Infectious Diseases: “Preventing the Spread of Disease” 1940 National Motion Picture04:33

Published on June 10, 2017

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‘Shows how communities can prevent the spread of disease by providing safe water and milk supplies, sewage disposal facilities and anti-fly measures. Shows how individuals can protect themselves by keeping away from sick people, vaccinating whenever possible, securing medical care promptly when ill, and by building up body resistance through good nutrition, exercise and sufficient rest.
Ken Smith remarks: “Every step taken to prevent the spread of disease means increased happiness and greater living efficiency for all of us.” This strange little film first introduces us to “poor Barbara,” a bedridden little girl who is “miserable with suffering and pain.” Suddenly, the screen is filled with Dutch angle shots of marching troops. “Her body is just like a little country that has been invaded by an enemy army!” the narrator cries. “Except its soldiers are the germs of communicable disease!”

Poor Barbara is forgotten by the makers of this film at this point, and we are treated to a series of shots of frozen-faced people who are obviously very uncomfortable in front of a camera. One little girl and boy stand with the words “sick” and “well” pinned to their clothes. A woman with too much eye makeup sneezes and then a hand-held pointer edges tentatively into the frame, indicating where her spray traveled. Totally unrelated waltz music plays on the soundtrack. We are told to use screens, cleanliness and paper cups as two children run away from a door posted with a sign that reads “Scarlet Fever.”

Not a very coherent film, but certainly fun to watch’

Public domain film from the Prelinger Archives, slightly cropped to remove uneven edges, with the aspect ratio corrected, and mild video noise reduction applied.
The soundtrack was also processed with volume normalization, noise reduction, clipping reduction, and/or equalization (the resulting sound, though not perfect, is far less noisy than the original).

Infectious diseases, also known as transmissible diseases or communicable diseases, comprise clinically evident illness (i.e., characteristic medical signs and/or symptoms of disease) resulting from the infection, presence and growth of pathogenic biological agents in an individual host organism. In certain cases, infectious diseases may be asymptomatic for much or even all of their course in a given host. In the latter case, the disease may only be defined as a “disease” (which by definition means an illness) in hosts who secondarily become ill after contact with an asymptomatic carrier. An infection is not synonymous with an infectious disease, as some infections do not cause illness in a host.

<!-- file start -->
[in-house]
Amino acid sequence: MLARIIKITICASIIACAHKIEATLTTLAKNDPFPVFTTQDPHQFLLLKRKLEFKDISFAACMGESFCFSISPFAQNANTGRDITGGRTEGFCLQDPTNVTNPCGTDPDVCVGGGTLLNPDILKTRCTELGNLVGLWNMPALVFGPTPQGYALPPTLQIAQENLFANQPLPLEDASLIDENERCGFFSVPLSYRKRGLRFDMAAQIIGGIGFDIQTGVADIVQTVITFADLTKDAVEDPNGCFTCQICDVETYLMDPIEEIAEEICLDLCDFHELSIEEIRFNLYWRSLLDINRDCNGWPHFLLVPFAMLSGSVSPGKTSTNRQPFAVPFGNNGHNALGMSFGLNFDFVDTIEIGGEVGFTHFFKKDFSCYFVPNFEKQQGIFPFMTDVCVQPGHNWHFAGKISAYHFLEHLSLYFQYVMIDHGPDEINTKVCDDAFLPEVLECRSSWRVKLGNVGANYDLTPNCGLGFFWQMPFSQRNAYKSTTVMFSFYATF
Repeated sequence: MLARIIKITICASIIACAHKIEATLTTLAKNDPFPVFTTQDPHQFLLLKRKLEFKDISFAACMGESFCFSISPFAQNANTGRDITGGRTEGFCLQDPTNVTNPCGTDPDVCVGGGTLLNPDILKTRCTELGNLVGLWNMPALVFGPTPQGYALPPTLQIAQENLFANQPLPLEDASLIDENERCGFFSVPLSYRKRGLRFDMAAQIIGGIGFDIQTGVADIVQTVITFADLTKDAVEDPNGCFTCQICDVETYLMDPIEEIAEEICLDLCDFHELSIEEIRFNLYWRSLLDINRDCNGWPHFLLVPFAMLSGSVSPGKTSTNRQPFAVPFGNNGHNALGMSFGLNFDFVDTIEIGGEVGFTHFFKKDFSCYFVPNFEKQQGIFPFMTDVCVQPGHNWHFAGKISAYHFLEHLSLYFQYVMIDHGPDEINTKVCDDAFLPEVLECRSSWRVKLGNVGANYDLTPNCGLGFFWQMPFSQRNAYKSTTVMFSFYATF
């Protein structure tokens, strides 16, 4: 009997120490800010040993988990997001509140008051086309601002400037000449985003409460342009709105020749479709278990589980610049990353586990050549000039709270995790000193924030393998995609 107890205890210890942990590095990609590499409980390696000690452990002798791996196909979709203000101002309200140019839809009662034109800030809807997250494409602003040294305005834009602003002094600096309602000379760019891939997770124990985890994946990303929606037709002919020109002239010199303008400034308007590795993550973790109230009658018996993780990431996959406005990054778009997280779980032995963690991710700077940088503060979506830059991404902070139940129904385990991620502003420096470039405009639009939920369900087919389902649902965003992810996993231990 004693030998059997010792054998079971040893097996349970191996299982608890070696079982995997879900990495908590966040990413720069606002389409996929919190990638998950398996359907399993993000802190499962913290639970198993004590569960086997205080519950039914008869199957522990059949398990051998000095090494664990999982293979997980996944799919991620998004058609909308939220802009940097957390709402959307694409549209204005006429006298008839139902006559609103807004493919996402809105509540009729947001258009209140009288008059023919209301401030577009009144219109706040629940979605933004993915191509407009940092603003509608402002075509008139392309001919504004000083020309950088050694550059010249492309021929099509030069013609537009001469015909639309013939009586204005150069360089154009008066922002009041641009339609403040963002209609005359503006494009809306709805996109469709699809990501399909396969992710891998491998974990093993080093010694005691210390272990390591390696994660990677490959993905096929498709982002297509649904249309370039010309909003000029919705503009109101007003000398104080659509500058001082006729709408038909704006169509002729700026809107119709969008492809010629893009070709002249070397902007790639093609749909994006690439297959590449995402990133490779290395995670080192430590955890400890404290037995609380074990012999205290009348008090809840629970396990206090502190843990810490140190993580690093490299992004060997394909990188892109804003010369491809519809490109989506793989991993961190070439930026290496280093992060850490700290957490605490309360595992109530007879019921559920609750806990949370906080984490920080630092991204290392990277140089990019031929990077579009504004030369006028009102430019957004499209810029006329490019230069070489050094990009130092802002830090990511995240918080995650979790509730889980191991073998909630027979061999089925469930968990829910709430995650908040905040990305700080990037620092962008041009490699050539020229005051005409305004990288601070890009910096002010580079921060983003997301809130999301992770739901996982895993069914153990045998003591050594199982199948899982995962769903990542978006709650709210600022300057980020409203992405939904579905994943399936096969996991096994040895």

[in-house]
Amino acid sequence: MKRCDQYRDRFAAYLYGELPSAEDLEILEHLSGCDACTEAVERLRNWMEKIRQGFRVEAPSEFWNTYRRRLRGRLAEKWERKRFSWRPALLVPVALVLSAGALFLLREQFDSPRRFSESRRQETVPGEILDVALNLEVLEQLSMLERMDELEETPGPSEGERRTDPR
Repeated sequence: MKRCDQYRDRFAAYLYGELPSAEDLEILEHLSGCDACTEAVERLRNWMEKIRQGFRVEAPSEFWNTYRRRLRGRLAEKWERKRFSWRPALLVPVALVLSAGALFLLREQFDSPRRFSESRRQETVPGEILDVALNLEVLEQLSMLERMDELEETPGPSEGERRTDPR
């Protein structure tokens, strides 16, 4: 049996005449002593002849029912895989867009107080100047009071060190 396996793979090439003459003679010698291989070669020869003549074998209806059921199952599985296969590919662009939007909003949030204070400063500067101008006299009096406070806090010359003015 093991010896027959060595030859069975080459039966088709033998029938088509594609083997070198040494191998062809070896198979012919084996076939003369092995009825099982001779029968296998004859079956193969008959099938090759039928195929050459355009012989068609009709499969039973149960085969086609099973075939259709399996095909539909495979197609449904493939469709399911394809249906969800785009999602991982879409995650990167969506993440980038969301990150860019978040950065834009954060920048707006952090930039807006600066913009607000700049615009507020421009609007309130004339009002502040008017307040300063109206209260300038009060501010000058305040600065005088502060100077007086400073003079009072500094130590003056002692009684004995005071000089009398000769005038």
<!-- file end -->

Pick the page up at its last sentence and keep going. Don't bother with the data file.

Infectious pathogens include some viruses, bacteria, fungi, protozoa, multicellular parasites, and aberrant proteins known as prions. These pathogens are the cause of disease epidemics, in the sense that without the pathogen, no infectious epidemic occurs.

The term infectivity describes the ability of an organism to enter, survive and multiply in the host, while the infectiousness of a disease indicates the comparative ease with which the disease is transmitted to other hosts.[2] Transmission of pathogen can occur in various ways including physical contact, contaminated food, body fluids, objects, airborne inhalation, or through vector organisms.

Infectious diseases are sometimes called “contagious” when they are easily transmitted by contact with an ill person or their secretions (e.g., influenza). Thus, a contagious disease is a subset of infectious disease that is especially infective or easily transmitted. Other types of infectious/transmissible/communicable diseases with more specialized routes of infection, such as vector transmission or sexual transmission, are usually not regarded as “contagious,” and often do not require medical isolation (sometimes loosely called quarantine) of victims. However, this specialized connotation of the word “contagious” and “contagious disease” (easy transmissibility) is not always respected in popular use…


One of the ways to prevent or slow down the transmission of infectious diseases is to recognize the different characteristics of various diseases.[4] Some critical disease characteristics that should be evaluated include virulence, distance traveled by victims, and level of contagiousness…

Another effective way to decrease the transmission rate of infectious diseases is to recognize the effects of small-world networks. In epidemics, there are often extensive interactions within hubs or groups of infected individuals and other interactions within discrete hubs of susceptible individuals. Despite the low interaction between discrete hubs, the disease can jump to and spread in a susceptible hub via a single or few interactions with an infected hub…

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